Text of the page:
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Subject: Clay tablets

Clay tablets

From: Helena Jaeschke <mrshjaeschke>
Date: Wednesday, October 30, 1996
John Woodhouse <jwoodhou [at] fs1__li__man__ac__uk> writes

>... we have a number of
>small clay tablets stored within individual small boxes. A number of
>the tablets have either cracks/fissures or small items that have come
>adrift . We could re-attach the small pieces that have broken off
>quite easily as we can readily see where they are from

Repairing clay tablets is straightforward provided the tablets were
fully fired and the clay is hard. A viscous solution of Paraloid B72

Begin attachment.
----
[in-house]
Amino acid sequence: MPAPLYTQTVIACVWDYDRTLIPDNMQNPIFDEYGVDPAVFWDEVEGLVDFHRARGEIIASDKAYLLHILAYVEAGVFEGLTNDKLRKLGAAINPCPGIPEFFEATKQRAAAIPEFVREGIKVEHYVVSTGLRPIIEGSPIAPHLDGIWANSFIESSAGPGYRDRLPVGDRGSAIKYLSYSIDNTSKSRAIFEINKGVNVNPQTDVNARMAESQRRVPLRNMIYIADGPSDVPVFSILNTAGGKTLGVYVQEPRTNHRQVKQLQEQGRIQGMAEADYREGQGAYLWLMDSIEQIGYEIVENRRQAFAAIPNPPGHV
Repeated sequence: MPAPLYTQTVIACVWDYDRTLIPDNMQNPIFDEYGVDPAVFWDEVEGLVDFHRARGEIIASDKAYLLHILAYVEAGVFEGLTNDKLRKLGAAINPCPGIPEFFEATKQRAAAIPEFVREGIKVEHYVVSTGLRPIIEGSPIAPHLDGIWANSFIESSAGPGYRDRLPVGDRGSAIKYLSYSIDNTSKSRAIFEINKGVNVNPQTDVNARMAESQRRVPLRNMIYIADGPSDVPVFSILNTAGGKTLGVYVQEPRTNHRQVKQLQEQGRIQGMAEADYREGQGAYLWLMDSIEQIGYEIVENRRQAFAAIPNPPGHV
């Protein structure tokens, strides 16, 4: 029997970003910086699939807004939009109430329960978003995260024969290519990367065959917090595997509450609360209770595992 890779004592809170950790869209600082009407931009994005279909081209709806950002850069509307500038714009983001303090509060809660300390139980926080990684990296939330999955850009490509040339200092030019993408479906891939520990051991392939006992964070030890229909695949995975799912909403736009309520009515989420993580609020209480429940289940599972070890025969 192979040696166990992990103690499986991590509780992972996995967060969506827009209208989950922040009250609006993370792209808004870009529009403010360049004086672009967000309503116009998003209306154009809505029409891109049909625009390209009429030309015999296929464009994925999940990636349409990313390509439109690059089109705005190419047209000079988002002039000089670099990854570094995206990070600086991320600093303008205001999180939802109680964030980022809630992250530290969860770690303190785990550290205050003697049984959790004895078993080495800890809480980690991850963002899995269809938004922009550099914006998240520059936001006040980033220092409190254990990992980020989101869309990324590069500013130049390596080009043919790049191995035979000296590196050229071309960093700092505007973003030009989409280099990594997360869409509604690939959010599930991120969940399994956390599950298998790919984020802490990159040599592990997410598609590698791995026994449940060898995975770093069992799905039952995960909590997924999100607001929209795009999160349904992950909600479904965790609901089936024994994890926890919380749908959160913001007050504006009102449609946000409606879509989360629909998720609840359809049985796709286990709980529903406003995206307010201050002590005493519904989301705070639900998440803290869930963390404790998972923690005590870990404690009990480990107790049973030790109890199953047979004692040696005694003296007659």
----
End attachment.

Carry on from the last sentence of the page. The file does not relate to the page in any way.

(Acryloid B72 in the USA) in acetone is easy to use and relatively
non-toxic. A more dilute solution acts as a consolidant in weak
areas near the join. Small polythene bottles with a nozzle
(available from art shops) are ideal for storing the dilute and
viscous solutions and applying them to the objects.

Many clay tablets were poorly fired when made. Some institutions
have in the past baked these to prevent the clay minerals reacting
to atmospheric water. This compromises the tablets for possible
thermoluminescence dating. (However, consolidating with acrylic
resin can make analysis difficult also).

Helena Jaeschke

                                  ***
                  Conservation DistList Instance 10:43
                Distributed: Thursday, October 31, 1996
                       Message Id: cdl-10-43-010
                                  ***
Received on Wednesday, 30 October, 1996

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